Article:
01.14.15

Senator Stabenow Announces $370 Million Farm Bill Investment to Preserve Water Quality, Environment

U.S. Senator Debbie Stabenow, Ranking Member of the U.S. Senate Committee on Agriculture, Nutrition and Forestry, announced that over 100 projects will receive a historic $370 million through the Regional Conservation Partnership Program – a new, innovative conservation initiative in the 2014 Farm Bill. The Regional Conservation Partnership Program uses diverse public-private partnerships to achieve conservation goals at local and community levels. Sen. Stabenow joined U.S. Secretary of Agriculture Tom Vilsack in May to launch the national conservation initiative.

“Today’s announcement is truly unprecedented and paves the way for innovative conservation projects,” said Stabenow. “Businesses, farmers, non-profits and conservation leaders have a tremendous desire to protect water quality, preserve wildlife habitats, and keep soil healthy. The work accomplished through these public-private partnerships will have a lasting impact on our land, water and air.”

USDA will provide $1.2 billion in funding for the Regional Conservation Partnership Program over the five-year life of the Farm Bill. This funding can leverage an additional $1.2 billion from partners for a total of $2.4 billion for conservation. Through the program, partners propose conservation projects to improve soil health, water quality and water use efficiency, wildlife habitat, and other related natural resources on private lands. Additionally, USDA has designated eight Critical Conservation Areas across the country, which provide an opportunity for additional funding to address water quality issues. These include the Great Lakes, Chesapeake Bay Watershed, Mississippi River Basin, Longleaf Pine Range, Columbia River Basin, California Bay Delta, Prairie Grasslands, and the Colorado River Basin.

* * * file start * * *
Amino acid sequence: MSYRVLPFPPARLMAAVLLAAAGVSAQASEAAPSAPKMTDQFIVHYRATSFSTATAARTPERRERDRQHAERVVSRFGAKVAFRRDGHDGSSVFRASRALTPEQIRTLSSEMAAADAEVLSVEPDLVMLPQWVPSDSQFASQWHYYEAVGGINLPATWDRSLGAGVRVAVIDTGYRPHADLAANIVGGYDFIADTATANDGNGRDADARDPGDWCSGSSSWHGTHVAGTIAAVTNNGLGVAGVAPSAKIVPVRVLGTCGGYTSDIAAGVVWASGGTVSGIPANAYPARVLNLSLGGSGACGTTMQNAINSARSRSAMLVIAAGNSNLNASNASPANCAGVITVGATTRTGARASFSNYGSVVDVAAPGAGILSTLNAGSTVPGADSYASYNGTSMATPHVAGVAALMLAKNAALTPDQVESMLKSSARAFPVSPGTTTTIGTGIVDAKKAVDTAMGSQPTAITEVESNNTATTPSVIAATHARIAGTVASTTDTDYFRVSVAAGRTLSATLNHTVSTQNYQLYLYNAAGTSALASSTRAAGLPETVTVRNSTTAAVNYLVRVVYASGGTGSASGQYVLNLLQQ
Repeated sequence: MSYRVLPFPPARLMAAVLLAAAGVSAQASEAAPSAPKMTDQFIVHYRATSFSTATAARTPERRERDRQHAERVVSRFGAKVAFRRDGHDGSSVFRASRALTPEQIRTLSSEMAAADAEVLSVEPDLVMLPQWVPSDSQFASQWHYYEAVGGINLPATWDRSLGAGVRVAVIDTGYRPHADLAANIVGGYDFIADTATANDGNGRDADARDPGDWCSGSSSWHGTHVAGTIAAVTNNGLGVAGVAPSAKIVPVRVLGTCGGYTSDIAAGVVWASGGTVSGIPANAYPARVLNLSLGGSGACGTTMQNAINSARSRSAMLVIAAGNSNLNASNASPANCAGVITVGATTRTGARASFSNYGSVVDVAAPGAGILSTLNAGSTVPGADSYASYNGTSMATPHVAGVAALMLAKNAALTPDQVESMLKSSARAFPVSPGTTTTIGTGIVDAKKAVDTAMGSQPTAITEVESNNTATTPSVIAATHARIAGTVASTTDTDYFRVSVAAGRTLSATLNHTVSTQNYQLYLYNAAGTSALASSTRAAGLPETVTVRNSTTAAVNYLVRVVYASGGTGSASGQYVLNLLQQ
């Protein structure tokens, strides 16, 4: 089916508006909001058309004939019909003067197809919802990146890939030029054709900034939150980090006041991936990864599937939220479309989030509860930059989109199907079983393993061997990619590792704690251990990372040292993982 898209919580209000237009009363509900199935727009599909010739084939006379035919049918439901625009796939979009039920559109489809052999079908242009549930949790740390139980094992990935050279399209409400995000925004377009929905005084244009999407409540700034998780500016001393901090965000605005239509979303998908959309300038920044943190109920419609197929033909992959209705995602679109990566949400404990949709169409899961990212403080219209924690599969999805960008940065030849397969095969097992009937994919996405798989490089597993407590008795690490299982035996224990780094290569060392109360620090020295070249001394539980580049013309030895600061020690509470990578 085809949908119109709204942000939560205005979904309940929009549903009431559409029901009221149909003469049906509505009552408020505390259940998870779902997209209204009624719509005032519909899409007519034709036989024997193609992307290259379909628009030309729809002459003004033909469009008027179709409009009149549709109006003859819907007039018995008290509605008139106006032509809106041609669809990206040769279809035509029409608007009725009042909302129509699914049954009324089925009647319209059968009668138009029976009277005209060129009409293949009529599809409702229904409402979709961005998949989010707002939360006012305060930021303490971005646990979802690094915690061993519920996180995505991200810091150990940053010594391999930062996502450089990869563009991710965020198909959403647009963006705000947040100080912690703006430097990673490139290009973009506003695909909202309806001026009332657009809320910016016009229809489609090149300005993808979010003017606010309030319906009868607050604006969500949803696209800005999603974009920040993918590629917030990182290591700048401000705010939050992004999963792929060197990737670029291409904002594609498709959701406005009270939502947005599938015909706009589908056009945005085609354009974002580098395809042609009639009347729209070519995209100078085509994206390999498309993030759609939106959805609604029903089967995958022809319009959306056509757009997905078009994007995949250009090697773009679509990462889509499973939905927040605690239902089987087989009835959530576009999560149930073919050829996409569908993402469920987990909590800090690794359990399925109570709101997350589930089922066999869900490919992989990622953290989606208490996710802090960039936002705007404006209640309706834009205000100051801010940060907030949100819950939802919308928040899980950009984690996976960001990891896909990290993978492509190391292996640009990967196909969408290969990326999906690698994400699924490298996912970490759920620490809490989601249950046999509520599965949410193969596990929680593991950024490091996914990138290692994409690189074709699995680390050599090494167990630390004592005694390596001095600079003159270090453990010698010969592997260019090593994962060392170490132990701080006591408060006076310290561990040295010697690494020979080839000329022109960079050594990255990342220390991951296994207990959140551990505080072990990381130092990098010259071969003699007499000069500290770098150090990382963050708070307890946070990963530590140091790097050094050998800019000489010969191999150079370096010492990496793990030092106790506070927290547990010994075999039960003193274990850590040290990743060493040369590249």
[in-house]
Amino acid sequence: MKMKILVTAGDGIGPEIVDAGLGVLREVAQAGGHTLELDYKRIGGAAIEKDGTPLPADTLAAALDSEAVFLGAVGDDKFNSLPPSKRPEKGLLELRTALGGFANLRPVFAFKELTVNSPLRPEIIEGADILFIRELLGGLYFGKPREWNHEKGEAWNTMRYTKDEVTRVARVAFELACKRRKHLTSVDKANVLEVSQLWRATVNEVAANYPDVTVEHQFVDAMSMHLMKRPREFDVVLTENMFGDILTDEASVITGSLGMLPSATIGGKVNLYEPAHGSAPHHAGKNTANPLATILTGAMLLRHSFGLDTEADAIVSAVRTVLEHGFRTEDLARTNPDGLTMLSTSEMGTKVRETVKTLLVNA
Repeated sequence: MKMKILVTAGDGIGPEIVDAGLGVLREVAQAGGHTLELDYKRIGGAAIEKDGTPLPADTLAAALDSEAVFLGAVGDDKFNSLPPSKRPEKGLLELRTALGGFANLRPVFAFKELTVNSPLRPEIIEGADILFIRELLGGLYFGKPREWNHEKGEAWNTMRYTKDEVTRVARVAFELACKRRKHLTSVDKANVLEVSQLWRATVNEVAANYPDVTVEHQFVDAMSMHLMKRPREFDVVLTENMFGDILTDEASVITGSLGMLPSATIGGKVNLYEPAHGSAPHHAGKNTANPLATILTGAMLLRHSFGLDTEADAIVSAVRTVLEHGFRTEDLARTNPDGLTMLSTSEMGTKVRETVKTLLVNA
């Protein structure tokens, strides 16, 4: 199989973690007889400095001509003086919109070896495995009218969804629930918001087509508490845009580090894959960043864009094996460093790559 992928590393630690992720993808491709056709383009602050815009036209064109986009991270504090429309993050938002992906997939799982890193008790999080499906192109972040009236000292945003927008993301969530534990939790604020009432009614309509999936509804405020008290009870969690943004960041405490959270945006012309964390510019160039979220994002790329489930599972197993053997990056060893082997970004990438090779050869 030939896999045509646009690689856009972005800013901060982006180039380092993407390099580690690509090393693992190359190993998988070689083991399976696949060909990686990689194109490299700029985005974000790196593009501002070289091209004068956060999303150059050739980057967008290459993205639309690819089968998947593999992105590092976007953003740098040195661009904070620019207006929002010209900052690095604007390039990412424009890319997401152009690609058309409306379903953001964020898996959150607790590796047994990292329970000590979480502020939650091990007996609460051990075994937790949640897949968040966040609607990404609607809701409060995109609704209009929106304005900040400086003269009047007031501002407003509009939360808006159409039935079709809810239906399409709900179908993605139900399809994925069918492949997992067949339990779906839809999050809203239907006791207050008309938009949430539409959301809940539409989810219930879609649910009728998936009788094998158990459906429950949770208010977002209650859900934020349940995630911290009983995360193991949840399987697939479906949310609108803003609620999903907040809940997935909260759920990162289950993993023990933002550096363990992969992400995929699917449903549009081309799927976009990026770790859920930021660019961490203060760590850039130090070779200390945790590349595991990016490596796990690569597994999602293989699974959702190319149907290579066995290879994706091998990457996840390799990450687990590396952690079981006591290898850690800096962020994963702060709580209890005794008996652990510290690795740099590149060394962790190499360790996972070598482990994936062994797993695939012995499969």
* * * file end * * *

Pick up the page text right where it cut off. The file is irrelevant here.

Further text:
For a full list of awarded projects, click here

The 2014 Farm Bill represents the nation’s biggest investment in private land conservation and is one of the most significant pieces of conservation legislation in generations.